In 2011 more than two thirds of the Merlin Rockets owned by MROA members had a sail number of below 3572. The 2017 yearbook shows that we now have just under 60%.
A majority of Merlin Rockets owned by MROA members are either Classic or Vintage.
It's easy to make the mistake of confusing willingness to travel with activity. There is more to sailing than driving 8000 miles a year round the circuit, and I would imagine that 2/3rds of our membership are very happy sailing their vintage/old/classic at their club as are a couple of hundred non members. This is borne out by checking the number of returns made for the Merlin PY against clubs with known fleets.
Regarding getting these boats travelling, I just don't think that the majority are interested. We have tried bribery with fleet prizes, it was not terribly successful - I think the main thing it achieved was getting Dave Croft to buy a newer boat! A n often alluded to handicap system is not going to happen without significant support (she can never form part of the ST - a reminder, we are a restricted class) and it is up to the owners of these boats to show us that it's worth our while. Miles is doing a great job if trying to drum up support and put on events for older boats. I have yet to see any real support apart from a few regular stalwarts.
This is indicative of where we are. I think expecting old boats to travel much more than 30 miles is a nonstarter - they are happy sailing where they are.
Does this affect their salvage potential? Frankly, no it doesn't. There will always be people who will take these boats on, espescially the best examples. The iconic dogs of the fleet, well it takes all sorts. But if you read through the N12 database of boats destroyed you'll find exactly the same. In thoroughbreds duff genes get bred out, these are racing dinghies and not many people will buy a 3 year old boat with a reputation as a hound. That means 40 years later there won't be many left..........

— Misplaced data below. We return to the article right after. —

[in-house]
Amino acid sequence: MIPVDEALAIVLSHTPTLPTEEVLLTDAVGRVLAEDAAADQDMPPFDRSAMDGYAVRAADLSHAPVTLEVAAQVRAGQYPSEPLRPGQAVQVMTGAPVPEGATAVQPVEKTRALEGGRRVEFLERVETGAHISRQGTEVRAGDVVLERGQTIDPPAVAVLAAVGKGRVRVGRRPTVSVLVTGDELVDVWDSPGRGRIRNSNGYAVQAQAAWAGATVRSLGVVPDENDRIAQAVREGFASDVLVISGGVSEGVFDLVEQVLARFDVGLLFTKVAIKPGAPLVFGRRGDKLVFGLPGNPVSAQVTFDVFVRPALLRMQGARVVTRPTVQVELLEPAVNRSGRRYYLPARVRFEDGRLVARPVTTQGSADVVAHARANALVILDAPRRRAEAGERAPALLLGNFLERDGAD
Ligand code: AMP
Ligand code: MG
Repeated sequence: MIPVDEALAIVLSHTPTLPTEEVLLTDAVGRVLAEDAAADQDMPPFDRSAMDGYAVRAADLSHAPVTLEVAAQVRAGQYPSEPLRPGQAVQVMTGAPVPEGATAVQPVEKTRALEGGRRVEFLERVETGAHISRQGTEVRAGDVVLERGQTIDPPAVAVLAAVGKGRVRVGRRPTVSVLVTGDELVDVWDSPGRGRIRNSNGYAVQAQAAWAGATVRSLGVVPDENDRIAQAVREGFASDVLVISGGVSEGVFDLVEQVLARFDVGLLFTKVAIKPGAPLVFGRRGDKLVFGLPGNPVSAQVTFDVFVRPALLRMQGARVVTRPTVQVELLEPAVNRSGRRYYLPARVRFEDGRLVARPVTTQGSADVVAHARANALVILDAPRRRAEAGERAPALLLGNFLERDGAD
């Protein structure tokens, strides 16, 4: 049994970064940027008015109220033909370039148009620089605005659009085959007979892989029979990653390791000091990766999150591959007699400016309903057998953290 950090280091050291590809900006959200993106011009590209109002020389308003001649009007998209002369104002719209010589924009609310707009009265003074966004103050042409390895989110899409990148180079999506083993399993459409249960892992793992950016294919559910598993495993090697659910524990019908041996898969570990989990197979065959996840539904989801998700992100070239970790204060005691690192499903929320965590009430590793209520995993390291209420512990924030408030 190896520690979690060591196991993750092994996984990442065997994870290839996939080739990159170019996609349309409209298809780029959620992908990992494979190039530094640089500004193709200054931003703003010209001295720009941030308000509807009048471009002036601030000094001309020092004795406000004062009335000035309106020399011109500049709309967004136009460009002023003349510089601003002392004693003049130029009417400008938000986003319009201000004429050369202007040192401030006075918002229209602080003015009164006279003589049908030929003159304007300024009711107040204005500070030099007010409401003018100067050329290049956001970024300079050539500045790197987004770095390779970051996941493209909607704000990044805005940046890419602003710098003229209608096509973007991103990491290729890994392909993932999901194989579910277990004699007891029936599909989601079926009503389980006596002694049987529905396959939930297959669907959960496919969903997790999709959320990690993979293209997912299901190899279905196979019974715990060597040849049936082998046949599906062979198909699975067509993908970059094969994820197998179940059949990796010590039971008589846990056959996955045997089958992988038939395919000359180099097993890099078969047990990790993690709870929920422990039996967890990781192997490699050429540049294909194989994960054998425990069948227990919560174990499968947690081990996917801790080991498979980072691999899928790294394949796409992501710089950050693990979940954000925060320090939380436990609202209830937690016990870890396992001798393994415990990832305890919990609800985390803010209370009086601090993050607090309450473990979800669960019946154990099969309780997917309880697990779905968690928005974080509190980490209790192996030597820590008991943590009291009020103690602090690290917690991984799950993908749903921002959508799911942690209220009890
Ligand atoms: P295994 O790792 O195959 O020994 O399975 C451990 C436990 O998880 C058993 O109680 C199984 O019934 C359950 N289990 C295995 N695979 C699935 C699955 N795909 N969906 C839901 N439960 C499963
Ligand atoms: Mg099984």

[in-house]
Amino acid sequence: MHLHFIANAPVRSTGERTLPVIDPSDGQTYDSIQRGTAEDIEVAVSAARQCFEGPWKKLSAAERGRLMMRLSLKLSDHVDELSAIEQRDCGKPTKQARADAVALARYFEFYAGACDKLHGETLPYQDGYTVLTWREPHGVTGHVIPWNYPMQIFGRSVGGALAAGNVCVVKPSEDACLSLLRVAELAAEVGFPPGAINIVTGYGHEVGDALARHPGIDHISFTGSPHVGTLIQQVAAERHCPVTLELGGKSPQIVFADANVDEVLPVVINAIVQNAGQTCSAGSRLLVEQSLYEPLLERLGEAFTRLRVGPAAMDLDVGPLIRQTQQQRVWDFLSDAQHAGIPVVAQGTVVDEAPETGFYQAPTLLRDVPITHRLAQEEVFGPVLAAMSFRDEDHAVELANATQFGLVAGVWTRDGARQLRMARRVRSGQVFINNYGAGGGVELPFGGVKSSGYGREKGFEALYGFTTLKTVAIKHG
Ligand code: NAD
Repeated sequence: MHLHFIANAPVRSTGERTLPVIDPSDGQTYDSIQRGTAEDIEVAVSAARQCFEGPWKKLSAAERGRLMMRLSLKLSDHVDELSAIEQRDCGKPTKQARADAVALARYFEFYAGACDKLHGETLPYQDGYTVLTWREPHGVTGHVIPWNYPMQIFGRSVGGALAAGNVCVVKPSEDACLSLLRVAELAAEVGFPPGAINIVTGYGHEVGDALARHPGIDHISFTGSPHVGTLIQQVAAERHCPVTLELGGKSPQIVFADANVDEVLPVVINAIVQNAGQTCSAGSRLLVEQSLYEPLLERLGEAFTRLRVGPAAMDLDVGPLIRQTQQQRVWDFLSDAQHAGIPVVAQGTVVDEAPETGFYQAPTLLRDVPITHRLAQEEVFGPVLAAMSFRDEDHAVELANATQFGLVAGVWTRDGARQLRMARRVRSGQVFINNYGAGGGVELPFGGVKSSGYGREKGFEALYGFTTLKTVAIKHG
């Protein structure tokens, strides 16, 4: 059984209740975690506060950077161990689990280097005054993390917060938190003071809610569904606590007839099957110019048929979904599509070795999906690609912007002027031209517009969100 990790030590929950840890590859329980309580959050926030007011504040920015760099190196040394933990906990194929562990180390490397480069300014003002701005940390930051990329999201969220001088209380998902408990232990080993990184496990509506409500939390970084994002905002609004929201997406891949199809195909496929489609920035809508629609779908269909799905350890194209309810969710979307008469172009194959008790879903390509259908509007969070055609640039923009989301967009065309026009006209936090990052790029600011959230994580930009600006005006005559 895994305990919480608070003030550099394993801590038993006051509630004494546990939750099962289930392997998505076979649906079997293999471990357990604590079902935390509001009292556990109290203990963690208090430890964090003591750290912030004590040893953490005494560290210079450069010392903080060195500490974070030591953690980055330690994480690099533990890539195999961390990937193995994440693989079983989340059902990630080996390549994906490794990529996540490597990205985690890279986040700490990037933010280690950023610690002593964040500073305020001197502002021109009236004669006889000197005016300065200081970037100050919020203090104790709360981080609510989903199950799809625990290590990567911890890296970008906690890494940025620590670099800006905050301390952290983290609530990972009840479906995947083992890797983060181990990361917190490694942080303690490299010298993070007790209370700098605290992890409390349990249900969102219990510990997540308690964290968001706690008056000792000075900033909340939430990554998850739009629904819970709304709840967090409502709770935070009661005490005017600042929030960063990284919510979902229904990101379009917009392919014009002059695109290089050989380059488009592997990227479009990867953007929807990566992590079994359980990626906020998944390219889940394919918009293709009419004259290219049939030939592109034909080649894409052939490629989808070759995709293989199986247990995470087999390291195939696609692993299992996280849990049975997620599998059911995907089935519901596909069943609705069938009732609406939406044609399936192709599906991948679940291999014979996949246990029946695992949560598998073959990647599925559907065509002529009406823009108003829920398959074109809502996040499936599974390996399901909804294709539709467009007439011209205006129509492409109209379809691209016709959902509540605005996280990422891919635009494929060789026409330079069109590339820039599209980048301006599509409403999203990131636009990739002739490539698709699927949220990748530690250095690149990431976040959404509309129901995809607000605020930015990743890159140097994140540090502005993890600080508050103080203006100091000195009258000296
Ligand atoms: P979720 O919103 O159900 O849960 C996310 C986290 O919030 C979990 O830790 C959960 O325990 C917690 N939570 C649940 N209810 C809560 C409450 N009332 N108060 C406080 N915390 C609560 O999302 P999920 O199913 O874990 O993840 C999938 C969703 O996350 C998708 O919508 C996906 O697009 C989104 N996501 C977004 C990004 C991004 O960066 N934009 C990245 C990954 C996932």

Just the way of things I'm afraid
Re base level interest.
I'm really not sure what else we can do for club sailors besides offer what we do other than possibly come up with a better adjustment system for older boats which is highly subjective and not a five minute task!
I've said this before, numerous times!
We are delighted that people with boats of all ages want be Members. We would would be more delighted for them to choose to come and join in our events.
To avoid any doubt - older boats are very, very welcome at the Nationals.
Yes, I know you will probably not be at the front of the fleet, although Dan (in 3539 - a 1996 Let It Ride) managed a highly creditable 25th at Penzance (2016) and at Whitstable (2015).
This year we already have entrants bringing a Summer Wine, Let It Ride and a Thin Ice.
At Whitstable we had a Let It Ride, a Joyrider, a Thin Ice, 2 NSM2, a NSM4 and a Gnome. So plenty of peer level boats from a similar generation. And probably lots of peer level skill as well even if they are in a brand new all singing all dancing Winderrocket.
So, come and be part of the Merlin experience. Tick the bucket list of a Merlin Nationals. I promise you that the tail end of the fleet will not be left trailing around for hours on the water.
We want ALL of the fleet at the Nationals.
The problem, as I see it and from what is portrayed from the Revival Group, is the lack of reference and assistance to owners of older merlins, the now non-competitive ones whether they were, as Chris mentions, dogs of their day or not. They are still Merlin Rockets.
Figures from Keith show that the majority of members of the MROA own such older boats.
What is missing is their presence at events, well it has become evident that that is not going to happen.
Let accept that and see what can be done, Chris had also correctly pointed out that that most of the owners are happy with their wooden Merlins and sailing at club level. What they are not happy with is their boat getting handicapped out of existence at club handicap racing. It is this 'OUT OF EXISTENCE' we need to address: the rest will sort itself out.
May I suggest that the MROA Committee, do as Chairman Chris has suggested, and address this sooner rather than later.
The old age related handicaps sort of helped, but were directly related to the current PY what ever that was. That didn't work.
A older boat sailing off 1055 (as the then handicap adjustment) suddenly got faster over time at it's home club.
Now that has got to be wrong.
I am proposing a handicap system 'purely for club mixed class racing' where the handicaps are worked out in a similar way to the Revival ones. And that this is then endoresed by the RYA.
With the proviso that the handicap for a given design is set, at optimum. e.g. race ready and latest gear. It would then be up to the owner whether he wants to adopt latest gear and sa23il to that particular handicap. Such a scheme should then fit in with the hot rod DeMay boats.
Maybe a sit down discussion with Dougal regarding his data on handicaps is needed.